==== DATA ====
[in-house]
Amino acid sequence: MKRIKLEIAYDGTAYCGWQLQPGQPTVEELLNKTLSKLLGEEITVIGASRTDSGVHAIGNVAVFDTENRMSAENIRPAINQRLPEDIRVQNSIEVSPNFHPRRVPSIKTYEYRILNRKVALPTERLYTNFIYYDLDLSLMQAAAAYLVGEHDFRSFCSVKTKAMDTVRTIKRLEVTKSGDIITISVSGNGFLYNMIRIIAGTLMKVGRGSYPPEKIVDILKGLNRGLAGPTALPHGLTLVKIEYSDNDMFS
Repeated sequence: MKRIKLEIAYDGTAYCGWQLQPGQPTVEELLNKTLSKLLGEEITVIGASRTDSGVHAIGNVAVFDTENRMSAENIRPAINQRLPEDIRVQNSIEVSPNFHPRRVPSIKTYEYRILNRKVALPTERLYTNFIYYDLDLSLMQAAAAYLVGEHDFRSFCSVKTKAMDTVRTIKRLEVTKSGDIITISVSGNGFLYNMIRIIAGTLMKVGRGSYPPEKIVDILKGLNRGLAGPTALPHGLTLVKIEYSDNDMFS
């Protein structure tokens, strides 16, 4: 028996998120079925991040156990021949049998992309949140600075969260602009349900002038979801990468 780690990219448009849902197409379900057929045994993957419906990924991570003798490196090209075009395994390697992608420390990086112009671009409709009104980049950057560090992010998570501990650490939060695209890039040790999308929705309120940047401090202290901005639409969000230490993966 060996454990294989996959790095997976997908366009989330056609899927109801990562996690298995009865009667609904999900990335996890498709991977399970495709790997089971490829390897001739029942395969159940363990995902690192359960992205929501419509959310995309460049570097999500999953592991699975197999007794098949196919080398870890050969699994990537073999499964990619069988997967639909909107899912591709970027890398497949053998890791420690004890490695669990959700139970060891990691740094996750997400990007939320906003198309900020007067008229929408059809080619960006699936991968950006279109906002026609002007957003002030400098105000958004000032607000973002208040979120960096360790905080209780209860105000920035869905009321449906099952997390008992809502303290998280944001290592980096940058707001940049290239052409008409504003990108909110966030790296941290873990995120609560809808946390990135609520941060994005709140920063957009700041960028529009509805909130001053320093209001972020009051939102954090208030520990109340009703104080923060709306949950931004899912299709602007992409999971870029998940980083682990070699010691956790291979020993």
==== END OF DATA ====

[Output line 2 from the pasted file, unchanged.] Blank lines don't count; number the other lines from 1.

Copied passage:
Amino acid sequence: MKRIKLEIAYDGTAYCGWQLQPGQPTVEELLNKTLSKLLGEEITVIGASRTDSGVHAIGNVAVFDTENRMSAENIRPAINQRLPEDIRVQNSIEVSPNFHPRRVPSIKTYEYRILNRKVALPTERLYTNFIYYDLDLSLMQAAAAYLVGEHDFRSFCSVKTKAMDTVRTIKRLEVTKSGDIITISVSGNGFLYNMIRIIAGTLMKVGRGSYPPEKIVDILKGLNRGLAGPTALPHGLTLVKIEYSDNDMFS